For a web applications instead of TAG for each error a better idea would be to use a GUID for each request <-> response pair. Every time your server receives a request it would generate a GUID and use it in your logs until response. If an error occurs you are able to identify the request <-> response pair and everything inbetween.
You might present the GUID to the user or log it in the background with the unique user_id/name and collect it with tools like splunk or rollbar (btw.: rollbar has an elixir client implemented).
If you are using Phoenix such GUID is already included in each request, response pair as x-request-id
If you want to have every error that was ever encountered unique, using GUIDs is a good idea. If you only want to know what type of error was encountered, then there are simpler number generation techniques, that are also easier for clients to e.g. say over the telephone.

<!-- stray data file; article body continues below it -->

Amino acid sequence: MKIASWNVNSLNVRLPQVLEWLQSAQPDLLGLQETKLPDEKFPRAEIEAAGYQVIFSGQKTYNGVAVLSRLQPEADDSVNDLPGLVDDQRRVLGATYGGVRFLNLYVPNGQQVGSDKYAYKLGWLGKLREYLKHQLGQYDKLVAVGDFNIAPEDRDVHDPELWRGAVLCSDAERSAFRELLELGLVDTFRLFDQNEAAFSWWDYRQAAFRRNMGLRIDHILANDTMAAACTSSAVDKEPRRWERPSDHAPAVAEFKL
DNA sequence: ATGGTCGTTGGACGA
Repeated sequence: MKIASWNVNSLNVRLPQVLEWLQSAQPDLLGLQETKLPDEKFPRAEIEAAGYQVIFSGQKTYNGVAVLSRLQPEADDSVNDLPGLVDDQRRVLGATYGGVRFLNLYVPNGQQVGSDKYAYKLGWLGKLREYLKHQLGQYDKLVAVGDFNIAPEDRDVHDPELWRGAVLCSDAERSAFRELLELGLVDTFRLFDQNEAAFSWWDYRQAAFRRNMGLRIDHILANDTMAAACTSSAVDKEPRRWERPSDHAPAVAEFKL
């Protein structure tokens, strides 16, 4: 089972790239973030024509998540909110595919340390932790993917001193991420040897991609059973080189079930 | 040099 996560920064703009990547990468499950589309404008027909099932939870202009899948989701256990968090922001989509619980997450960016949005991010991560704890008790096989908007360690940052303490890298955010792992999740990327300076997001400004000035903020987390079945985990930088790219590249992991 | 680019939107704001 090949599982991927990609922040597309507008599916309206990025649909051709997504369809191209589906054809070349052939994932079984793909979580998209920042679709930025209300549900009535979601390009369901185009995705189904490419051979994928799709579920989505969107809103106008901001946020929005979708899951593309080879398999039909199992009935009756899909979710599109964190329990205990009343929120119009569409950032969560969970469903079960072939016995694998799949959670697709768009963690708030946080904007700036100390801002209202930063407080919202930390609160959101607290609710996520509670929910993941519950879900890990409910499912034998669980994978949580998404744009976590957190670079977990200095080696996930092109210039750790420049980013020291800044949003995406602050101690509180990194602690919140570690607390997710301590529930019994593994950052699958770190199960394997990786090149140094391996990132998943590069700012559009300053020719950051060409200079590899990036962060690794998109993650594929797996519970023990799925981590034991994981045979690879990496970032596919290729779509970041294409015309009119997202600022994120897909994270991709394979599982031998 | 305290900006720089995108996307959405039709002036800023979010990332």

Again, the best solution will depend on your specific project. But I think a GUID is the wrong way to go because you want something that the end user could supply on telephone during a support call. So back to my original idea, just doing something based on:
(message <> __ENV__.file <> __ENV_.line)
defp sha_sum(str) do
:crypto.hash(:sha256, str) |> Base.encode16
You would get a code that could easily be communicated over phone, with little probability that a code was used for many different errors.